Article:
Ictal Asystole Secondary to Suspected Herpes Simplex Encephalitis: A Case Report
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Herpes simplex virus is a leading cause of sporadic encephalitis. While seizures are a common feature of Herpes simplex virus encephalitis, and periods of asystole have been reported in Herpes simplex virus patients, there have been no prior reports of ictal asystole secondary to such an infection.
This case report describes a 33 year old, previously healthy, gentleman of Malaysian descent, with new onset seizures resulting in a twenty-one second period of ictal asystole. In hospital the patient developed focal neurological symptoms. A diagnosis of Herpes simplex virus encephalitis was made, although this diagnosis was not confirmed by lumbar puncture, magnetic resonance imaging or biopsy.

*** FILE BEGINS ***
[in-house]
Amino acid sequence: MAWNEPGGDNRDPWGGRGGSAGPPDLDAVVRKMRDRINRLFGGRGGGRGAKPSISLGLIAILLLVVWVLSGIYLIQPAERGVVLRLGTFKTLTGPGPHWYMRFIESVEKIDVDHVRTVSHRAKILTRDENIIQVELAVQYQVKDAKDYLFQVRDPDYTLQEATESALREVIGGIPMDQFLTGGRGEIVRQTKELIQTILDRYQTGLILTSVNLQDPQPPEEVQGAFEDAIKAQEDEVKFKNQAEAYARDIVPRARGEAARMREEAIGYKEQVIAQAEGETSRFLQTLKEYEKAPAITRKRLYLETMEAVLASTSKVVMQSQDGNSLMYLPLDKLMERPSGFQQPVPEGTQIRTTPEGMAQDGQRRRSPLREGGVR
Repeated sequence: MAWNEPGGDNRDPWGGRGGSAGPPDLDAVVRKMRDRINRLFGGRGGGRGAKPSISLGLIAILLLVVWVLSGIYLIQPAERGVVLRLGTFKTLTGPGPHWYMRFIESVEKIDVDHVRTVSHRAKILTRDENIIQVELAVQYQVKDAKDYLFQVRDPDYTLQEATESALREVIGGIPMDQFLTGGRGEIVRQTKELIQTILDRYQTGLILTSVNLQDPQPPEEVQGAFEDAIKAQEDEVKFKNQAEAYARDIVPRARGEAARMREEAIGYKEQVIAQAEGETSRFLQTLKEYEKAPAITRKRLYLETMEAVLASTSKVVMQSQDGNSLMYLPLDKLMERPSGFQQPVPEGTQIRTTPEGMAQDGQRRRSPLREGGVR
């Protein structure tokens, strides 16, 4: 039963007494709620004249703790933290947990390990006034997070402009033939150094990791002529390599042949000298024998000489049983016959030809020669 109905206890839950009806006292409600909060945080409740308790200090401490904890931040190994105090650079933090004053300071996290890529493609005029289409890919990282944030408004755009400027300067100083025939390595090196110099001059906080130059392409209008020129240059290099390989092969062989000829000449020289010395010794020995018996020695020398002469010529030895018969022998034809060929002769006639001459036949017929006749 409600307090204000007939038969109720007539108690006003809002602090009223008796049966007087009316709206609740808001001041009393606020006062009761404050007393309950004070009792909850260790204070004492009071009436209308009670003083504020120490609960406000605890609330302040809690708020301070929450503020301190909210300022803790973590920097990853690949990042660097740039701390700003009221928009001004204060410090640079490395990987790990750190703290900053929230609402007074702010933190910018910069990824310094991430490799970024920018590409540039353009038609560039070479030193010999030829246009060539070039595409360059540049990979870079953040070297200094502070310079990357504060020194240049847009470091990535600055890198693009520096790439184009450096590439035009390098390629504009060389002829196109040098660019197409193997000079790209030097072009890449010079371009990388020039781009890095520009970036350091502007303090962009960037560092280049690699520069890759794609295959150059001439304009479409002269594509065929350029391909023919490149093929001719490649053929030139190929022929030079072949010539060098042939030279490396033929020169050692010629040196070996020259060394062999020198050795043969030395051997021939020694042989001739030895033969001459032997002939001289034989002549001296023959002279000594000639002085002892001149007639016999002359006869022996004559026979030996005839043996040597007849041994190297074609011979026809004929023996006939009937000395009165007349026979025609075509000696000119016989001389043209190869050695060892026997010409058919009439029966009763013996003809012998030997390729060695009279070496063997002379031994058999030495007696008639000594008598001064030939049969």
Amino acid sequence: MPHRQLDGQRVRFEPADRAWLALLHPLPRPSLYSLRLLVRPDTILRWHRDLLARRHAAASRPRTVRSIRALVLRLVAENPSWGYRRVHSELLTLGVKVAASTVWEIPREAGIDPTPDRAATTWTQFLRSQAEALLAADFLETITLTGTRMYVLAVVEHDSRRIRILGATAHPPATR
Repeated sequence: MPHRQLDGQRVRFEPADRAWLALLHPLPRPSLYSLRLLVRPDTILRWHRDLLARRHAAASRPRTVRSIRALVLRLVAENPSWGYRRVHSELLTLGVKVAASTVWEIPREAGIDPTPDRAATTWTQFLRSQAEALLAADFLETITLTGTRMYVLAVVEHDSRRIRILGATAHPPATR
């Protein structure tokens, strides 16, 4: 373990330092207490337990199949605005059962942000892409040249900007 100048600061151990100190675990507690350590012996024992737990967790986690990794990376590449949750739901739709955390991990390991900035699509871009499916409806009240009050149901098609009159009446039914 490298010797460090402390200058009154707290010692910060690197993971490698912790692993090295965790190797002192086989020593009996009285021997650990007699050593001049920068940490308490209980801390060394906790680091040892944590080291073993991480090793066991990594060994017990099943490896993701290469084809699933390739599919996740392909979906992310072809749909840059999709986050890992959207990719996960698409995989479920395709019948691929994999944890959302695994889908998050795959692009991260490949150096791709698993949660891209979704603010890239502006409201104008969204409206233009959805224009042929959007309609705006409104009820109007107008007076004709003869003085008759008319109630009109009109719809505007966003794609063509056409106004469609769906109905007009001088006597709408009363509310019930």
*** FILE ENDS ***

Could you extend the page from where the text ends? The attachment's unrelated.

Literature is reviewed regarding ictal asystole as well as clinical features and cardiac complications of Herpes simplex virus encephalitis. Given the link between ictal asystole and Herpes simplex virus encephalitis, cardiac monitoring would be recommended for Herpes simplex virus encephalitis patients having seizures. The use of anticonvulsants with cardiac side effects should be carefully considered.